The White Sox organization is like a gambler at the craps table. Craps, if you are unfamiliar, is a game in which money can appear or disappear at will. One moment, you are up $400. Ten minutes later, you are down $200. It all depends on how you spread your resources across the board.
That is how Kenny Williams ran the White Sox. Spread your chips across the table, and hope that the dice fell your way.
Occasionally, it worked. In 2005, it worked in spectacular fashion. In 2008, Kenny walked away a winner thanks to Carlos Quentin. In 2010, it worked because Paul Konerko found a second wind. In 2012, it worked because of Konerko, Kevin Youkilis (for a month), and because Adam Dunn finally turned into the player the White Sox wanted - for a little while.
But now, the Sox are in a situation where they have chips spread all across the table, and the dice aren't falling their way. In craps, you can lose a great deal of money in less than an hour.
The White Sox are tantalizingly close to first place. They are within striking distance of both the AL Central and the Wild Card. It is gut check time. But the Sox are only doing relatively well because of pitching. They are second to last in the American League in hitting, behind the Mariners.
Ideally, the Sox should have cut bait in 2010. The last two years would have been devoted to a rebuild. Instead, they went "All In," and they have been paying the price ever since.
The White Sox have three trade chits that would be interesting to other teams. Four, if you include Gordon Beckham. Jake Peavy, Alex Rios, Alexei Ramirez, and Gordon Beckham will have their tires kicked this July.
The good news is that the Sox don't have to jump at the first offer.
The Sox have the luxury of time. Rios is under contract through the 2014 season. Peavy and Ramirez are under contract much longer. Rick Hahn could be a seller at the trade deadline, but he can also wait until the Winter Meetings.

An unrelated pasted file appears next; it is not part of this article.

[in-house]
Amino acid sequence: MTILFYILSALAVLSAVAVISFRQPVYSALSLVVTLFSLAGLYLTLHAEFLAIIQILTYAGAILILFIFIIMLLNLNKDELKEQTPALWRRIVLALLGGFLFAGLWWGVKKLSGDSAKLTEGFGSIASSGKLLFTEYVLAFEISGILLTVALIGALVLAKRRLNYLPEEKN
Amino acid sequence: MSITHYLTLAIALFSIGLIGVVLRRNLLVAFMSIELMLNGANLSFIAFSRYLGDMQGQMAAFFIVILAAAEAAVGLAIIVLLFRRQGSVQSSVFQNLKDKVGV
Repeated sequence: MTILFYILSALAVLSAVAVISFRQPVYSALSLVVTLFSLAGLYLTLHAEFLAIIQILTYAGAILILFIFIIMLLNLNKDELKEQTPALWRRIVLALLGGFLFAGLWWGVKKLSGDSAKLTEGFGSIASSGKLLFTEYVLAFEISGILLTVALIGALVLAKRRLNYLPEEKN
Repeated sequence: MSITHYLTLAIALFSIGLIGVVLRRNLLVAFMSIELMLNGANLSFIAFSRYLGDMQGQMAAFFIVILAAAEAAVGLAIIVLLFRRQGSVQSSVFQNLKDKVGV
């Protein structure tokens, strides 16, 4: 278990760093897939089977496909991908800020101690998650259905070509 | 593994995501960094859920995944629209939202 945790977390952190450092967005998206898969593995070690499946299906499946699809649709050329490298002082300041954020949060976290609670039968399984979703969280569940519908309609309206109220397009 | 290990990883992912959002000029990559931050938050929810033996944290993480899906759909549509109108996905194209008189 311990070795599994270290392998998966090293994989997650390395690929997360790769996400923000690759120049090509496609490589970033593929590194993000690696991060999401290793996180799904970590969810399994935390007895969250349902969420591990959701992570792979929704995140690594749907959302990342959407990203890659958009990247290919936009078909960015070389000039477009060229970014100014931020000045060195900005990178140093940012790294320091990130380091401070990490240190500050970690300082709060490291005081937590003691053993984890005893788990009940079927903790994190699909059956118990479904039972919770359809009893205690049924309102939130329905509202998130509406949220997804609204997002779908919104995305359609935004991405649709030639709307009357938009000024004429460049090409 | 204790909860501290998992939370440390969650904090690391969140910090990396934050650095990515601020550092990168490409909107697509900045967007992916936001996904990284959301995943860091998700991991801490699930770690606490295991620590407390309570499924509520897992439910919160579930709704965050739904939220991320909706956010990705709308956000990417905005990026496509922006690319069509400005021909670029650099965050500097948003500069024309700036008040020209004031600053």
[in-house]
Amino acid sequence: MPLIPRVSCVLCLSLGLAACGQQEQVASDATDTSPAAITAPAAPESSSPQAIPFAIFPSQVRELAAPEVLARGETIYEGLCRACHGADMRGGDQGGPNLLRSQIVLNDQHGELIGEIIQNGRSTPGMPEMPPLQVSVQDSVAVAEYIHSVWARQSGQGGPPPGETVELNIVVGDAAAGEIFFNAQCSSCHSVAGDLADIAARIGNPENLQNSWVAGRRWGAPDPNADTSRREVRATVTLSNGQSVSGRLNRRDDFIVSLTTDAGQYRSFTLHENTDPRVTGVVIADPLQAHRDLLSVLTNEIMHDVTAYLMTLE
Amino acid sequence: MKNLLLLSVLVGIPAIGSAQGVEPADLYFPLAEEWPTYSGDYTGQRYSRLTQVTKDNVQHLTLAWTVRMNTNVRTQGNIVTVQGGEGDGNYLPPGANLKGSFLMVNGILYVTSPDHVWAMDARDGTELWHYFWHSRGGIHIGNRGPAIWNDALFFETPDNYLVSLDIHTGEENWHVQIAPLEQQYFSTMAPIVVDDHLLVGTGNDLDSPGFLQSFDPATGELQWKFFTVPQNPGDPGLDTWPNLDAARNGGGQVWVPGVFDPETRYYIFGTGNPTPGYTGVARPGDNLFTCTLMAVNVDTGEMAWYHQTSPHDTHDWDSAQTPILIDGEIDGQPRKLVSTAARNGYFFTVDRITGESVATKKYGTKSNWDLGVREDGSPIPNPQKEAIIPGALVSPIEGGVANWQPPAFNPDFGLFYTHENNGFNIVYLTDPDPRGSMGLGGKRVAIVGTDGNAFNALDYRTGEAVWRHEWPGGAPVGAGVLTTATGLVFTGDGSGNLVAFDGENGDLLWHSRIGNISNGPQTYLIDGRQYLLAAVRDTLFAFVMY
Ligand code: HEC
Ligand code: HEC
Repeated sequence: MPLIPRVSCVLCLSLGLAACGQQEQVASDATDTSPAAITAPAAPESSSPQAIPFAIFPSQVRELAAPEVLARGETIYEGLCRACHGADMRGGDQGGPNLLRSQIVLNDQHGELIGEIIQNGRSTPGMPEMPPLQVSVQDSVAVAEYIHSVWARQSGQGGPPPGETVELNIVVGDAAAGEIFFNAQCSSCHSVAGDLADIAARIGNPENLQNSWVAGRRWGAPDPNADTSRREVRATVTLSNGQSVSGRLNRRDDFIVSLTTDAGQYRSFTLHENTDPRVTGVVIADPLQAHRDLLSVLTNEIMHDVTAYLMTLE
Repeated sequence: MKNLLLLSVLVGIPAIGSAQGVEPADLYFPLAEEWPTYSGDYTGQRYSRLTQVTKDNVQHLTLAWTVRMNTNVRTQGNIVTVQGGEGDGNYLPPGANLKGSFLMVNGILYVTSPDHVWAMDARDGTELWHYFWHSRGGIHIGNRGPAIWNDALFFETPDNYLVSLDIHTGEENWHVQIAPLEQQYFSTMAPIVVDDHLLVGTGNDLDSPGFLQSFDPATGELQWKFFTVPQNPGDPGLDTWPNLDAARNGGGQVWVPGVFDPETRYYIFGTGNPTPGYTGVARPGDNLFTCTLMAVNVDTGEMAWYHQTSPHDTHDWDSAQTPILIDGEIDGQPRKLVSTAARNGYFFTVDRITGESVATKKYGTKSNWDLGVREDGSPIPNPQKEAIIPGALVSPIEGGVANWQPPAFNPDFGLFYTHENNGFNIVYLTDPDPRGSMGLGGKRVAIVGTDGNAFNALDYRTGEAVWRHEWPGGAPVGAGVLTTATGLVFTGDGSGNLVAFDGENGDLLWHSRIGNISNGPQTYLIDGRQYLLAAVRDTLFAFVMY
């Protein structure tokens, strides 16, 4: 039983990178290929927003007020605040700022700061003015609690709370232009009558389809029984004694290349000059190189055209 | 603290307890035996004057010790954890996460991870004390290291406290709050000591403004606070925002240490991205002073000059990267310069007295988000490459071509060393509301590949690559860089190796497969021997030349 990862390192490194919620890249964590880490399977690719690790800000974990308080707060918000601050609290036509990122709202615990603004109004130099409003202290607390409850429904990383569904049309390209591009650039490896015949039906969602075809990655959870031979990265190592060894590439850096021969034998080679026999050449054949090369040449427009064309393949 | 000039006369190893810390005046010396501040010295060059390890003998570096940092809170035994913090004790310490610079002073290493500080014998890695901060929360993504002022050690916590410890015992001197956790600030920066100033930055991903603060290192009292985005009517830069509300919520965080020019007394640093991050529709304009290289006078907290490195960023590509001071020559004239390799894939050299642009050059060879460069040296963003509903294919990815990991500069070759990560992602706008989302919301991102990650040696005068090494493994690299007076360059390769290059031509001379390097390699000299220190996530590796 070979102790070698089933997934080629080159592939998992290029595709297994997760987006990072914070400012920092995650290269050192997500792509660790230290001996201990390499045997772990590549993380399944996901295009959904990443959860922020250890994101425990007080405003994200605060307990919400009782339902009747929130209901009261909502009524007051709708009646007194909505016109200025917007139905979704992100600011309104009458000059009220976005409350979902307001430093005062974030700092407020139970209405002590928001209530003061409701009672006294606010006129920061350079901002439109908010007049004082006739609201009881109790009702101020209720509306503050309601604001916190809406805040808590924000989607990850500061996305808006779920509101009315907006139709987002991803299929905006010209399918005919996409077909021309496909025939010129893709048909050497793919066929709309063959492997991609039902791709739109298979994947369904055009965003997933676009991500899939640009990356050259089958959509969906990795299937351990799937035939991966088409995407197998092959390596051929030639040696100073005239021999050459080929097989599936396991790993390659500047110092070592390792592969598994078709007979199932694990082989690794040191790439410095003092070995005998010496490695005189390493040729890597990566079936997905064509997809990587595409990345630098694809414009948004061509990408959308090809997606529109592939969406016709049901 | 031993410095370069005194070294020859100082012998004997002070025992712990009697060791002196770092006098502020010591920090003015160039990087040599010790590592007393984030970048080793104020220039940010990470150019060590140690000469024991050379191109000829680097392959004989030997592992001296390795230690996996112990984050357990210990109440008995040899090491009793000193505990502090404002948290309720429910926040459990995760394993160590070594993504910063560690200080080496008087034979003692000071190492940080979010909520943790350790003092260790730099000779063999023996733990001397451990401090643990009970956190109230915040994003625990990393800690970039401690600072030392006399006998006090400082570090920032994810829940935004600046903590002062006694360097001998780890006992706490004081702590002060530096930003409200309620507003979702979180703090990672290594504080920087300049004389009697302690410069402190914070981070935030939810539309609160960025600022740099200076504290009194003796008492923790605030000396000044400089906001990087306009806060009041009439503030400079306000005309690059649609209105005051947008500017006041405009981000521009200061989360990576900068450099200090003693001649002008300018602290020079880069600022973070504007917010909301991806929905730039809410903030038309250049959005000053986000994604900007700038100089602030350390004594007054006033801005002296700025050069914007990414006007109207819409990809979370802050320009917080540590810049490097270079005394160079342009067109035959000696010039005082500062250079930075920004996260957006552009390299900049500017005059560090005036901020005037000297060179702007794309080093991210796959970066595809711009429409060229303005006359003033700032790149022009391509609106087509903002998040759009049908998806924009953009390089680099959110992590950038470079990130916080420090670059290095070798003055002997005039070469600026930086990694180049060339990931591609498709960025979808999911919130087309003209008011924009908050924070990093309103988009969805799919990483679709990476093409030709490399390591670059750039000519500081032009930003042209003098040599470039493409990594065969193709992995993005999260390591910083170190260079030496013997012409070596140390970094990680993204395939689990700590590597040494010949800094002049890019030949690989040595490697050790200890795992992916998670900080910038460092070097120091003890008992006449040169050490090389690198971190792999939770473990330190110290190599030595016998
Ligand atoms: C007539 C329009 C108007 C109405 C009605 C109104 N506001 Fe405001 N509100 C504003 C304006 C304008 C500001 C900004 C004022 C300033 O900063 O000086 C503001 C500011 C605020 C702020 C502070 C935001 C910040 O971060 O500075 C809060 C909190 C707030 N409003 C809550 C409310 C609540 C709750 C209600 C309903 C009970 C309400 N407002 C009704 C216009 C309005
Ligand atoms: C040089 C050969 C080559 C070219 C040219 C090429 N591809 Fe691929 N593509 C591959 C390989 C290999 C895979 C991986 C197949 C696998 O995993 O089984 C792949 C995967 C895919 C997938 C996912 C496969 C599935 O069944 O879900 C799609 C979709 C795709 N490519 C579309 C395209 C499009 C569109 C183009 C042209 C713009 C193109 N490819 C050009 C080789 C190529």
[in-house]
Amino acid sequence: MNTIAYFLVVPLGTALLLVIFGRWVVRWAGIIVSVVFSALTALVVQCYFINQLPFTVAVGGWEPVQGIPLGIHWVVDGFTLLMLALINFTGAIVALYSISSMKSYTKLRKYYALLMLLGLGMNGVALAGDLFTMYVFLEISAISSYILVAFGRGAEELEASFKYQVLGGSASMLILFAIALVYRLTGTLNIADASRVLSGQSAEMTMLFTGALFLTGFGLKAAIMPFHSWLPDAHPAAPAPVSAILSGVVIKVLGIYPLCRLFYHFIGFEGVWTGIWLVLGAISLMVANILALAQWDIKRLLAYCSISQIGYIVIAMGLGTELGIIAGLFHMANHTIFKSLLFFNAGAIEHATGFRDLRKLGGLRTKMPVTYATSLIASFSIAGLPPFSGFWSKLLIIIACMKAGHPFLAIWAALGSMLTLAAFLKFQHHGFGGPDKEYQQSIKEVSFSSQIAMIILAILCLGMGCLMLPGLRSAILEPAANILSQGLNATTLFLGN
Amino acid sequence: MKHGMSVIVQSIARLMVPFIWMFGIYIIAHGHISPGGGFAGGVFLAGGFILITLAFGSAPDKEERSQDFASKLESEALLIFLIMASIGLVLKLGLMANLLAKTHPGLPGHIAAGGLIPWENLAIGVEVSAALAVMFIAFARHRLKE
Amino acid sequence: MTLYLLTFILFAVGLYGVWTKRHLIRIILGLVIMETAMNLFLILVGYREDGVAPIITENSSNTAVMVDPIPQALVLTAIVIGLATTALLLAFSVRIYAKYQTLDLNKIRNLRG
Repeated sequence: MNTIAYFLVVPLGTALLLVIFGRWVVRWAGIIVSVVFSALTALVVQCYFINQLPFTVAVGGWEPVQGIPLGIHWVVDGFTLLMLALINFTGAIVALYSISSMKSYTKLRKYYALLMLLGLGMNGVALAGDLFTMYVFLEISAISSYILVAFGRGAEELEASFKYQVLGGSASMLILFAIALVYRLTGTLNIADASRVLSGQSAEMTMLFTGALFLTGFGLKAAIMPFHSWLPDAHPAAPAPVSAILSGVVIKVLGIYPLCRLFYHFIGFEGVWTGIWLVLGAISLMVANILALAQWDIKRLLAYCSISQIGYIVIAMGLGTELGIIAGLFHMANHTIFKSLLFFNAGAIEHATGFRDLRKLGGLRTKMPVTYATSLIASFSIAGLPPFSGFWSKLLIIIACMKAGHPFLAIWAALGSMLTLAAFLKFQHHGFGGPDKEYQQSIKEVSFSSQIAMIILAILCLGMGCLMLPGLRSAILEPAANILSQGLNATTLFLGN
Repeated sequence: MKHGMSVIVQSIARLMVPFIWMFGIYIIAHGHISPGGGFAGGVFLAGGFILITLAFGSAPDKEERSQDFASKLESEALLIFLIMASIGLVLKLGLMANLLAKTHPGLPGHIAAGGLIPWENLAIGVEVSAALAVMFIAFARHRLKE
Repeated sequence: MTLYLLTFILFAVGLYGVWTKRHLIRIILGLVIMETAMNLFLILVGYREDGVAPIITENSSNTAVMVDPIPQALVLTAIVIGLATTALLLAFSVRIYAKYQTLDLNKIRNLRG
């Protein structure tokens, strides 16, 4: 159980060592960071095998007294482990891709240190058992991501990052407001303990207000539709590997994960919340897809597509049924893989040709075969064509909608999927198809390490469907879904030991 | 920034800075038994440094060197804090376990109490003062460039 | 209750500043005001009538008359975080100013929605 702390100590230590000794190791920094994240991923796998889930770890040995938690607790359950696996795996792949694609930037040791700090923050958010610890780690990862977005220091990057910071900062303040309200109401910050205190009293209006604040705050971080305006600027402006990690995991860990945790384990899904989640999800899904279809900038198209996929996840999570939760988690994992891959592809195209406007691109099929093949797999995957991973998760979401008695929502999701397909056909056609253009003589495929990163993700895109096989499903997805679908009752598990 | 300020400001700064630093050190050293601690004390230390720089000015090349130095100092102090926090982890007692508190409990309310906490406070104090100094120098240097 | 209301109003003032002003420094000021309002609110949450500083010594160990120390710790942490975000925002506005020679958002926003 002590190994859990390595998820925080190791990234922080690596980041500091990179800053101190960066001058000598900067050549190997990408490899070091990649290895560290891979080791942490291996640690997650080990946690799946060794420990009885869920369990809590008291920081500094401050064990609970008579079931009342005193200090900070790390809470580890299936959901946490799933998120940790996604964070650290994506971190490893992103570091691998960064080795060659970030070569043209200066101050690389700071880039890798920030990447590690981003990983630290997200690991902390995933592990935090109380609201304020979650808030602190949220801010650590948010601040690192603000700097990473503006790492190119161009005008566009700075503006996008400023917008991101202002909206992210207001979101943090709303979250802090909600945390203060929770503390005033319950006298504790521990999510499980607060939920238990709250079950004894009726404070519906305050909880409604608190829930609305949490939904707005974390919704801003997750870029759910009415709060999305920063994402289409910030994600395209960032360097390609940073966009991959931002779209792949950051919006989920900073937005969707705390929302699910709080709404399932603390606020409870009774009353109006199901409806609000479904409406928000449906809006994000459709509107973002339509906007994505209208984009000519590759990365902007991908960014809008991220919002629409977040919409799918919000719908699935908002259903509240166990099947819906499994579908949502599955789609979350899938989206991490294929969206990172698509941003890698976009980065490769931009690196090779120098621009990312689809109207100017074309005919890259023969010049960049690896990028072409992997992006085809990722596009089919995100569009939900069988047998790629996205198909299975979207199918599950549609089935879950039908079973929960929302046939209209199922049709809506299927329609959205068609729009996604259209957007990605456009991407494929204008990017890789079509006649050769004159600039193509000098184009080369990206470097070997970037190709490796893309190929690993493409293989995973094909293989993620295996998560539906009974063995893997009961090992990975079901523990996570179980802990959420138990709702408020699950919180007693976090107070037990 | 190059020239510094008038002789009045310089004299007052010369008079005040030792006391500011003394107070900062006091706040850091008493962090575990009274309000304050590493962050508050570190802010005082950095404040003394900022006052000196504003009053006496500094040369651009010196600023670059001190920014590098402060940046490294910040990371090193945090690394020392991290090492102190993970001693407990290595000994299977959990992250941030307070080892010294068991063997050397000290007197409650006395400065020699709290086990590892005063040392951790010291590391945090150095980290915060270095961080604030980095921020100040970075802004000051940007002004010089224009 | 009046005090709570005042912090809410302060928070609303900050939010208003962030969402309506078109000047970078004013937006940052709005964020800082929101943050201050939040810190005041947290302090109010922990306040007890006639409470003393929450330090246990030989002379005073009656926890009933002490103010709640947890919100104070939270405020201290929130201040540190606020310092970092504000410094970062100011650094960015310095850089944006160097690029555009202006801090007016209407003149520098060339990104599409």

The era of the blowout trade deadline deal is over. The last "difference-maker" trade deadline deal took place five years ago, when the Brewers traded Matt LaPorta to the Indians for CC Sabathia. Sabathia single-handedly pitched the Brewers into their first post-season berth since 1982. LaPorta is currently playing in Triple-A.
The idea of selling makes White Sox fans twitch. The White Flag Trade of 1997 still leaves a bitter taste in fans' mouths. The Ray Durham trade of 2002 was detailed in "Moneyball," and one of the reasons why sabermetric fans still see the White Sox as a team that is hopelessly behind the times.
When the White Flag Trade took place in 1997, the thought leaders in local sports media were Jay Mariotti, Chet Coppock, and Mike North. Angry loudmouths, all of them. The old guard was still working at the time, and they consisted of guys who were members of the "some days you win, some days you lose, some days it rains" school of sportswriting. Prospects were Magic Beans.
Baseball writing is much smarter in 2013.
The upside to selling is that the Sox can, possibly, pay other teams to take White Sox at-bats.
The Sox should rebuild. If they can trade Rios, Peavy, and Ramirez, they should. Konerko should be allowed to walk ... or retire ... at the end of the season.
They should be able to build the team around Chris Sale (yes), Gordon Beckham (maybe), and Dayan Viciedo (maybe).
The Sox could rebuild, as long as they are honest with the fans. The Cubs have been up front about their rebuilding effort. Savvy fans know to watch Anthony Rizzo, Starlin Castro, and the pitching staff. The North Siders are two years away from contending.
A Sox rebuilding project would be more interesting than what we have now. It might me hard to punt on the next two years. But the Tigers' window is open. Let them go for it while the White Sox build a team that could consistently make the postseason for years.
Rick Hahn is the general manager. It is time for him to make his mark.
And it is time for the White Sox to become a consistent postseason contender.
Chicago deserves no less.